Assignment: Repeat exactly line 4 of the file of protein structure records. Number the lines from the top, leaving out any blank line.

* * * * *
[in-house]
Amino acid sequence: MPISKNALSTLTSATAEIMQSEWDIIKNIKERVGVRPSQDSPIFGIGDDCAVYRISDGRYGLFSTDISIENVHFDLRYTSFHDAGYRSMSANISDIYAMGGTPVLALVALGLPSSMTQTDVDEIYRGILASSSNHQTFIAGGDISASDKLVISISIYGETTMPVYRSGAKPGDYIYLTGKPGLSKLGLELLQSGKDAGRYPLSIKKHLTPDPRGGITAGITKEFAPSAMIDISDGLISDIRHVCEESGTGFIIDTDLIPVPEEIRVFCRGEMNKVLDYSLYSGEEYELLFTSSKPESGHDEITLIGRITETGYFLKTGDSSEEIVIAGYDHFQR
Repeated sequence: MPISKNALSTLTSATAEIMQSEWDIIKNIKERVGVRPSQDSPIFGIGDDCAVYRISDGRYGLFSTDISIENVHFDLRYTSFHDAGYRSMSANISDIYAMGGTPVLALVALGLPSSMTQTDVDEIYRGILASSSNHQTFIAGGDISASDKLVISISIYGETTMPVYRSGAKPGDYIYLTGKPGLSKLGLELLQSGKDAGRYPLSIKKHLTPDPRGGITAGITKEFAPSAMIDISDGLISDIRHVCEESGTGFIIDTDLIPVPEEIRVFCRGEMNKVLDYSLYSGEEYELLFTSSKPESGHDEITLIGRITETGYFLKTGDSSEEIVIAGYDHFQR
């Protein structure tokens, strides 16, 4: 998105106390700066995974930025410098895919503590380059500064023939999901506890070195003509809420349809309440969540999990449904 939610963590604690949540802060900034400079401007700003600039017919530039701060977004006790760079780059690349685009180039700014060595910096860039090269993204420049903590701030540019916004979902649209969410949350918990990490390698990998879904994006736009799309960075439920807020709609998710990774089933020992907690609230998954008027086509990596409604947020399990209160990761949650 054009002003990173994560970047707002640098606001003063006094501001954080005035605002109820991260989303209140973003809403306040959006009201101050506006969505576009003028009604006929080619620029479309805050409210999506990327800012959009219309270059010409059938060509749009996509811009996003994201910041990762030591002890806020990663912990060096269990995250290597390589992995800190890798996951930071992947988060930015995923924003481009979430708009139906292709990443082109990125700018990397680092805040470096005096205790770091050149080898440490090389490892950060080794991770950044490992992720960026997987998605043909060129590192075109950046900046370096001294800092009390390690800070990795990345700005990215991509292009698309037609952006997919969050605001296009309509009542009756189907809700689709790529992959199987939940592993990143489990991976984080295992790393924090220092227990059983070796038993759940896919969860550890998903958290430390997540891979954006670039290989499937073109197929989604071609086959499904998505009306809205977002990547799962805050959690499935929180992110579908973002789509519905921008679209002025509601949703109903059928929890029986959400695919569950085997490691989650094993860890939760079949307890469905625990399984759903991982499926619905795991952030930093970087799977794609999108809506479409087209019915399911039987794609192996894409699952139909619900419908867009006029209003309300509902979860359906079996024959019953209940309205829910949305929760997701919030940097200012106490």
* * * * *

């Protein structure tokens, strides 16, 4: 998105106390700066995974930025410098895919503590380059500064023939999901506890070195003509809420349809309440969540999990449904 939610963590604690949540802060900034400079401007700003600039017919530039701060977004006790760079780059690349685009180039700014060595910096860039090269993204420049903590701030540019916004979902649209969410949350918990990490390698990998879904994006736009799309960075439920807020709609998710990774089933020992907690609230998954008027086509990596409604947020399990209160990761949650 054009002003990173994560970047707002640098606001003063006094501001954080005035605002109820991260989303209140973003809403306040959006009201101050506006969505576009003028009604006929080619620029479309805050409210999506990327800012959009219309270059010409059938060509749009996509811009996003994201910041990762030591002890806020990663912990060096269990995250290597390589992995800190890798996951930071992947988060930015995923924003481009979430708009139906292709990443082109990125700018990397680092805040470096005096205790770091050149080898440490090389490892950060080794991770950044490992992720960026997987998605043909060129590192075109950046900046370096001294800092009390390690800070990795990345700005990215991509292009698309037609952006997919969050605001296009309509009542009756189907809700689709790529992959199987939940592993990143489990991976984080295992790393924090220092227990059983070796038993759940896919969860550890998903958290430390997540891979954006670039290989499937073109197929989604071609086959499904998505009306809205977002990547799962805050959690499935929180992110579908973002789509519905921008679209002025509601949703109903059928929890029986959400695919569950085997490691989650094993860890939760079949307890469905625990399984759903991982499926619905795991952030930093970087799977794609999108809506479409087209019915399911039987794609192996894409699952139909619900419908867009006029209003309300509902979860359906079996024959019953209940309205829910949305929760997701919030940097200012106490």